Fleming Street House by Curious Practice, warmly referred to by the architects as Vikki’s Place, is a brave yet unquestionably practical response to the diverse factors that drove its brief. Through materiality, the project is set apart from the typical residences of its area, and through considered functionality, the home delivers both in the present and into the future.
When it came to the priorities of designing Vikki’s house, it was all about her grandchildren. Downsizing from a larger house, Vikki envisioned her new home to be a place to host her family, with a connection to the outdoors and adaptability for the future. The brief sought to simplify and condense yet ensure that the select elements perform to the highest level.
Some of the physical constraints of the site were its size, at a modest 230 square metres, and its low-lying elevation, just a metre above sea level. Located near the harbour in Newcastle NSW, the flood zone requires any livable environments are to be raised 1.6 metres above ground. Curious Practice thrives on the unexpected, testing parameters to embody creativity with every design solution. “We wanted to challenge typical notions of function and how by disseminating this we could actually provide greater living amenity and flexibility within the design,” describes Warren Haasnoot, Director of Curious Practice.
When it came to the priorities of designing Vikki’s house, it was all about her grandchildren.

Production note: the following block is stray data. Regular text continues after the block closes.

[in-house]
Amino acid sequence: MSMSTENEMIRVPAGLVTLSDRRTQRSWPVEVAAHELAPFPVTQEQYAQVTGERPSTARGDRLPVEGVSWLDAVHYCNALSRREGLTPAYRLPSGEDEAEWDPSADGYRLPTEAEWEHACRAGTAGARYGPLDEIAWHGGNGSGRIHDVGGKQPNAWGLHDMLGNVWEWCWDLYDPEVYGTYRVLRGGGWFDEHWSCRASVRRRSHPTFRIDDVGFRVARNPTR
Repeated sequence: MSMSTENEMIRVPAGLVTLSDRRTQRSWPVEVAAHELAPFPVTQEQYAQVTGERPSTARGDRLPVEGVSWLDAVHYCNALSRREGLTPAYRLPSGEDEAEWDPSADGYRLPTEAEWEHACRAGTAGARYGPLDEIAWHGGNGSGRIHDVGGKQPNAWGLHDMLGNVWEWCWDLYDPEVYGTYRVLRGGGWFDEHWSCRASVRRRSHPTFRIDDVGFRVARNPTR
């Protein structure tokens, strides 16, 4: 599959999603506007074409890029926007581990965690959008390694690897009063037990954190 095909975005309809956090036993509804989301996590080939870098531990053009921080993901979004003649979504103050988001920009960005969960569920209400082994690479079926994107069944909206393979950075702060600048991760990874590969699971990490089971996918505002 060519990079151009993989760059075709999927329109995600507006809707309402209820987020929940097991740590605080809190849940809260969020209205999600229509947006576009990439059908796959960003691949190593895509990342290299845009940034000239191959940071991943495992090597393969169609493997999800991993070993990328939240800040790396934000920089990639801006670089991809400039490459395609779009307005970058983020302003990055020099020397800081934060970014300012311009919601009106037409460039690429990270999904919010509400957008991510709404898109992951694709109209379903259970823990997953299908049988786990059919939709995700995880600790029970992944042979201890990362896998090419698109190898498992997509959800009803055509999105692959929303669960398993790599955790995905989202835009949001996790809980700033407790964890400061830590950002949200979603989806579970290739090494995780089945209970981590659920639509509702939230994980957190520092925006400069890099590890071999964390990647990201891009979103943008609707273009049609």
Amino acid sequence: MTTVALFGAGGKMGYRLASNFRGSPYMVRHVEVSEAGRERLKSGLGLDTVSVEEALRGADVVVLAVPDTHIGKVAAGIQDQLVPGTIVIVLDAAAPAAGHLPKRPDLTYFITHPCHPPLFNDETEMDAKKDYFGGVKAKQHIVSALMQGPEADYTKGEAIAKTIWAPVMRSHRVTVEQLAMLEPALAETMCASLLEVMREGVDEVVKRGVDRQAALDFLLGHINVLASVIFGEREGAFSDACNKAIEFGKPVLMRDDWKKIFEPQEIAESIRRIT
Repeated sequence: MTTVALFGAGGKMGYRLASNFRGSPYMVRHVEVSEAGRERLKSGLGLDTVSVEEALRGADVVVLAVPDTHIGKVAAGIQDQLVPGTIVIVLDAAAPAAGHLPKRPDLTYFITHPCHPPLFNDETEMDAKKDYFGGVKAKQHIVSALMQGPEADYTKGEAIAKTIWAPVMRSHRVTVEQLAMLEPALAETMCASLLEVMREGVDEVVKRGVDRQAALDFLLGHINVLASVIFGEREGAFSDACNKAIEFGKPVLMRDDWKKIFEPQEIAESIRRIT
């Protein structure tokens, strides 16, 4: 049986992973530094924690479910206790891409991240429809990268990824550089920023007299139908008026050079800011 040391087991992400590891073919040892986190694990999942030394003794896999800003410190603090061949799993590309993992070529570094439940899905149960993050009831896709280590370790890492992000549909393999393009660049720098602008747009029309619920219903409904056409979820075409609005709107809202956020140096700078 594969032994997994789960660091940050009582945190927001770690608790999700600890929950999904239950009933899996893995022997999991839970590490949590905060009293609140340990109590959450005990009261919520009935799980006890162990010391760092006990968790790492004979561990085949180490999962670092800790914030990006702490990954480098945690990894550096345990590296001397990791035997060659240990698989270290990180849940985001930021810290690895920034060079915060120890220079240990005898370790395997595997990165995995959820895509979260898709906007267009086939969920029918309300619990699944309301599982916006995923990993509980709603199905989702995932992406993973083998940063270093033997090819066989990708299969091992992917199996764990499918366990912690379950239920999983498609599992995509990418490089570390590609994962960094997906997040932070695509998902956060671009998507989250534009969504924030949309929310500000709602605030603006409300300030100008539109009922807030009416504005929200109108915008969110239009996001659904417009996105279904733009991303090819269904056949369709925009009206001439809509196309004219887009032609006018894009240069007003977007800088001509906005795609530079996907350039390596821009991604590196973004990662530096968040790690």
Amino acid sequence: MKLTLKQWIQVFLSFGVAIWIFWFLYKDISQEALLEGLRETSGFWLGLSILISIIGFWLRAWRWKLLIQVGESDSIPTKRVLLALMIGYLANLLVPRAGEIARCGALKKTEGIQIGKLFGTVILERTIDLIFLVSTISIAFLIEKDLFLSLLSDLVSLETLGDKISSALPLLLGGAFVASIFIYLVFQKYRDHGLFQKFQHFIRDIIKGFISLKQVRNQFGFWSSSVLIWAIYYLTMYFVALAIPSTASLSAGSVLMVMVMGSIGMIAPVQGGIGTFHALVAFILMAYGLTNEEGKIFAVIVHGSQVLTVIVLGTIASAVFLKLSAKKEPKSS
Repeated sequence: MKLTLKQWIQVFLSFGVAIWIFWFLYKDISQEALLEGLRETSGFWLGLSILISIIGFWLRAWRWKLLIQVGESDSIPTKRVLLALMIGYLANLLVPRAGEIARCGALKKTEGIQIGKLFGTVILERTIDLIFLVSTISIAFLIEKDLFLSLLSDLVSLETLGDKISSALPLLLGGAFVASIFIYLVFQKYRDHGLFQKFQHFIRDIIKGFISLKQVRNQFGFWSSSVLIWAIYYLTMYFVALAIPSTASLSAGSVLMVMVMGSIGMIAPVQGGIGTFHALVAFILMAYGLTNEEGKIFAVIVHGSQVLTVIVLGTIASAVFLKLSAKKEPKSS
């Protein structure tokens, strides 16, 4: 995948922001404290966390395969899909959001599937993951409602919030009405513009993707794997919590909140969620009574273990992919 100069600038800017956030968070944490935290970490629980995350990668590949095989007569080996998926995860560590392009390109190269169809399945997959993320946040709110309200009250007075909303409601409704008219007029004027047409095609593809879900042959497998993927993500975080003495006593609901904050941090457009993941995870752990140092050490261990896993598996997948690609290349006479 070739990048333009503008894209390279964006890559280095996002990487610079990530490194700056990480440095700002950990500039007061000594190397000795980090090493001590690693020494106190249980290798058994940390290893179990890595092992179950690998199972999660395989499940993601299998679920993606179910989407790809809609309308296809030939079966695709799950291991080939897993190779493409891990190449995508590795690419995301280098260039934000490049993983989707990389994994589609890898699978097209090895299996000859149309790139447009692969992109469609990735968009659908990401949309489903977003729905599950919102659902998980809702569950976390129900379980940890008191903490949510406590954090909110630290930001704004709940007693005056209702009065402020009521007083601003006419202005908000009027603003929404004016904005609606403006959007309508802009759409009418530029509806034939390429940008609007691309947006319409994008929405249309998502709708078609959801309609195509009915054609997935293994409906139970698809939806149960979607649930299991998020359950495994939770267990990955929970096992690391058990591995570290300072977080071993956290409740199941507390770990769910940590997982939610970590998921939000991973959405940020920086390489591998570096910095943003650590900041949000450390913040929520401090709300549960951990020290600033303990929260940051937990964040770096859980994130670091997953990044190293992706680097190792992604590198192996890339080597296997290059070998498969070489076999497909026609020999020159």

Capturing the natural light and connection to the outdoors is an integral part of the design. The street-facing side of the block points north, and instead of an under-utilised front yard, the home is built to the extent of the boundary with a private garden upon entry to the property. Garden interconnects the main house with the studio and garage, planted to become lush and over-grown with time as it injects into the interior through openings on the plan.
A dynamic configuration of internal spaces is delineated by change of levels and thresholds that appear to deepen through the home. An additional external living space below the main house is the result of the raised floor level from the flood zone requirements. The ability to open and close passages throughout the home ensures its ability to expand and contract as required. Warren elaborates, “the house becomes more about how the clients wants to live and occupy the space rather than a check list of rooms or program.
Capturing the natural light and connection to the outdoors is an integral part of the design.
In line with Vikki’s desire to simplify, the selection of materials is purpose driven. Textures such as plywood, concrete and rough-sawn spotted gum look beautiful in an unfinished state and require little ongoing maintenance. Masonry blocks account for the major structure of the home with a naturally raw appearance and strength to withstand flood waters. There is an honesty to each space that is defined by its functionality in both form and composition.
“The home escapes the trapping and pretence of traditional suburban housing and begins to answer things much larger than the client’s original brief,” Warren says. In this way, Vikki’s Place reflects the primary importance of timeless and sustainable design in future proofing a dwelling, creating a home that is capable of answering questions that are yet to be asked of it.